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Fred Cieslewski                    Inducted 1992 - Class of 1956

He's the famed "C" of Woodward's ABCD corner and is the odd man out as the only non-science teacher of the bunch!

Fred chaired Woodward's Math Department for seventeen years instructing students in general math, algebra, and his personal favorite, geometry. Along with coaching, the latter is Fred's claim to fame. Fred had the psychic ability to hone in on students not prepared for class. These pupils usually rued the day they entered his room unprepared. Perfection was expected when he called geometry students to the board. Apprehension was at an all-time high when proving theorems in front of the class and for a man who could draw a perfect circle free hand on the black board! Now that's intimidation . . . but students left his classroom a stronger, more confident lot. After all, if one could conquer Mr. C's geometry, life must be smooth sailing.

Long before Fred was calling students up to the board, he lived on Streicher Street in what is now

the Polish Village. He attended St. Adalbert Elementary School and in 1952, became a Polar Bear. His best friends were Stan Cieslewski, Don Malinowski, Ed Wiczynski, Bob Czarcinski, Karl Farkas, and Jim Bieniek.

During his high school days, Fred covered boys' sports for SAGA, wrote for the TATTLER, captained the baseball and bowling teams, served as Sergeant at Arms of the Senior Committee, and was President of the Toledo High School Bowling League.

With sports, Fred also concentrated on his education. He was inducted into the National Honor Society and won the William Hall Journalism Scholarship to the University of Toledo. Taking Frank Duvendack's advice, he went to college after graduating from WHS in 1956. He attended the University of Toledo and graduated in 1960 with a Bachelor of Education degree. During those college years, Fred continued playing baseball. He was captain of UT's team and made Second Team All Mid-American Conference.

After graduation, Fred started teaching at Point Place Junior High. He stayed there for four years and earned his Master of Education degree from UT before finally making his way back to his alma mater. "I asked for a transfer for four straight years before actually getting a job at Woodward," he said.

His own wonderful WHS memories prompted him to return as a teacher. In Fred's eyes, Woodward's attributes were its athletics, educational atmosphere, small classes, community feeling, and teaching staff. Leo Robie and Joe Stobinski were influential figures to young Fred. "Mr. Stobinski was such a hard worker and was so skillful that I admired his ability. Mr. Robie seemed so educated and had such high standards that I felt I wanted to be like him. My dream as a youngster was to teach and coach baseball at Woodward. I had played baseball for Mr. Robie, really admired him, and wanted to follow in his footsteps."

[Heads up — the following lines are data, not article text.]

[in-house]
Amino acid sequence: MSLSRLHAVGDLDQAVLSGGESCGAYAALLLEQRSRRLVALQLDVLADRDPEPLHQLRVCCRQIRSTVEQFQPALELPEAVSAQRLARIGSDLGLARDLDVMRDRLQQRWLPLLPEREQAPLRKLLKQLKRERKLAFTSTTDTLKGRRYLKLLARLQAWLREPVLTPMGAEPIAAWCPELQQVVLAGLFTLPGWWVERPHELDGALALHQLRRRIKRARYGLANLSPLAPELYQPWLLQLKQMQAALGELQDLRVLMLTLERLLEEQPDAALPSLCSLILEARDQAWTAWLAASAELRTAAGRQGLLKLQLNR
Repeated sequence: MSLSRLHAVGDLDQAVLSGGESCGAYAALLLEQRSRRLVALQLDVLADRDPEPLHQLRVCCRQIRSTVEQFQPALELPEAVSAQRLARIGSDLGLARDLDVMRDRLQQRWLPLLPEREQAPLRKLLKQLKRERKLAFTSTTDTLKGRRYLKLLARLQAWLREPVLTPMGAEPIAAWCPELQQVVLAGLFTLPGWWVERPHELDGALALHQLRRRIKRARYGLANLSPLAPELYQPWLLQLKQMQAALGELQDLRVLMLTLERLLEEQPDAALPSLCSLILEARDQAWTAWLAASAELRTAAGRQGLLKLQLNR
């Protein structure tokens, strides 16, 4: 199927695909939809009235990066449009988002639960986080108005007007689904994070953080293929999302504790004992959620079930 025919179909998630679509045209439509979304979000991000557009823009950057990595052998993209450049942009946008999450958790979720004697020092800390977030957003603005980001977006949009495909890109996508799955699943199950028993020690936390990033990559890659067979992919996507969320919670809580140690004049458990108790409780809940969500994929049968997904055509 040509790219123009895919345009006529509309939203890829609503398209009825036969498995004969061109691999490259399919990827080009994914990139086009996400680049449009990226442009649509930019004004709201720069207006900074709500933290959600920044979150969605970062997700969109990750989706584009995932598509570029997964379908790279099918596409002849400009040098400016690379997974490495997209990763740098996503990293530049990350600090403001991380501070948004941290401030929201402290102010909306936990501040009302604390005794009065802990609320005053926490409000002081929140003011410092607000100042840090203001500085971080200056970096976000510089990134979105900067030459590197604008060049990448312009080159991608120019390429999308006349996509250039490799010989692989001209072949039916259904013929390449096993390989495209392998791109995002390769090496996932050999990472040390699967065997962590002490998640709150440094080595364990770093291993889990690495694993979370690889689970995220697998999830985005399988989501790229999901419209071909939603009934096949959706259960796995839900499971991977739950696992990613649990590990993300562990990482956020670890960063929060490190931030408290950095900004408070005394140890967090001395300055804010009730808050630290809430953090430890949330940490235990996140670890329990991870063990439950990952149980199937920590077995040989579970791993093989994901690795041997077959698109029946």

Fred was given the chance when he assisted the varsity baseball team before being named head coach in 1970. Although Fred has retired, baseball was and still is a very important part of his life. He walks away from coaching with 316 wins under his belt. He was thrice named "City League Coach of the Year" and was awarded the same honor for summer ball and on the state level. He was chosen to coach state All-Star Teams, won several summer baseball league, district, and regional championships, and spoke at many baseball clinics during his 22 years as Woodward's head coach.

Like Leo Robie, Fred inspired his ball players. He watched four of his fledglings sign professional contracts and numerous kids play college ball. Two of his best players were Bill Laskey, who played for Kansas City and San Francisco, and Stan Clarke, who signed with Toronto, Seattle, Detroit, and St. Louis.

Although best remembered as a superlative baseball coach, Fred was also involved in other Woodward activities. He was the bowling coach for nine years, advisor for Classes 1968, 1972, and 1978, student Booster Club advisor, member of the Woodward Athletic Board, and chairman of the WHS Fiftieth Anniversary celebration.

Fred is celebrating his own anniversary this year. He and his wife, Joann, have been married thirty years. They have two sons, Christopher and Kevin. Both young men followed in their father's footsteps, attended Woodward, and even played ball for their dad.

As Fred retires from teaching and coaching this year, he said he will miss some aspects of advising the team. "Nothing gave me more pleasure than taking a team of underdogs and defeating a stronger team. I always enjoyed bringing out the best in my players and, fortunately, I was able to do that many, many times!

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